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National Adult Learning Survey report findings


In the current issue of Individual Learning News, Richard Ingham, reports -

'PATHWAYS IN ADULT LEARNING', a report written for the DfEE by Ivana La Valle and Steven Finch of the National Centre for Social Research, draws together research into four and a half years of learning activity or inactivity. Three of those years involved a study of over 5000 people in the National Adult Learning Survey (NALS97); and in the follow-up Pathways to Adult Learning Survey (PAL) nearly 1000 of those people were studied to see how the patterns of their learning continued.

Amongst many other findings, the report showed:

- over the four and a half years, 81% of the sample group took part in some learning of some kind. But the interest of the report is very much in the insight it gives into the way people's learning habits change and develop.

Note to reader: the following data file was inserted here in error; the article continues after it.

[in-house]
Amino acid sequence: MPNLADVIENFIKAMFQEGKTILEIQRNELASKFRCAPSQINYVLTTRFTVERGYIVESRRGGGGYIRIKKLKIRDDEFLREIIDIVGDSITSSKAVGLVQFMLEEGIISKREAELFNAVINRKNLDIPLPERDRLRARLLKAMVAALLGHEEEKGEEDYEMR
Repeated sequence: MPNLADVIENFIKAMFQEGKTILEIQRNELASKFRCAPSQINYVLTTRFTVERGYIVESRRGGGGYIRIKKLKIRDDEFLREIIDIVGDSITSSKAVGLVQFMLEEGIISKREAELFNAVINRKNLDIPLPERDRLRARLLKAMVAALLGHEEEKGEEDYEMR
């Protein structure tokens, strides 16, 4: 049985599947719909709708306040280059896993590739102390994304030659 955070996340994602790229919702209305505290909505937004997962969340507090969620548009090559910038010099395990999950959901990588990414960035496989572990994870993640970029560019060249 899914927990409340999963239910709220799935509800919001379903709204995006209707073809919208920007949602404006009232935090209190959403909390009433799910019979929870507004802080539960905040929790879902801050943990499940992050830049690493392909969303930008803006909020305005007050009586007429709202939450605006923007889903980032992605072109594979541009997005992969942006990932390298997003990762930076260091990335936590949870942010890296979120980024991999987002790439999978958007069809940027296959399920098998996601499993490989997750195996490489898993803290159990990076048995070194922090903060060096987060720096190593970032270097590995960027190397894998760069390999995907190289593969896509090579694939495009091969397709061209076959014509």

- there is evidence that people do progress from non-vocational to vocational studies. 31% of the people who, in NALS97, were non-vocational learners, were shown in PAL to have taken up vocational learning; 16% continued with non-vocational learning only.

- there is movement from non-learner to learner. Of those who, in the earlier report, NALS97, declared themselves to be non-learners, 28% were shown in PAL to have taken up learning, 4% taking non-vocational courses only, and 24% vocational. This reinforces the findings that it is job-related learning that provides the significant motivation to make people initiate a learning experience of some kind.

This is just an extract from the report and you can read a fuller paper on the findings at


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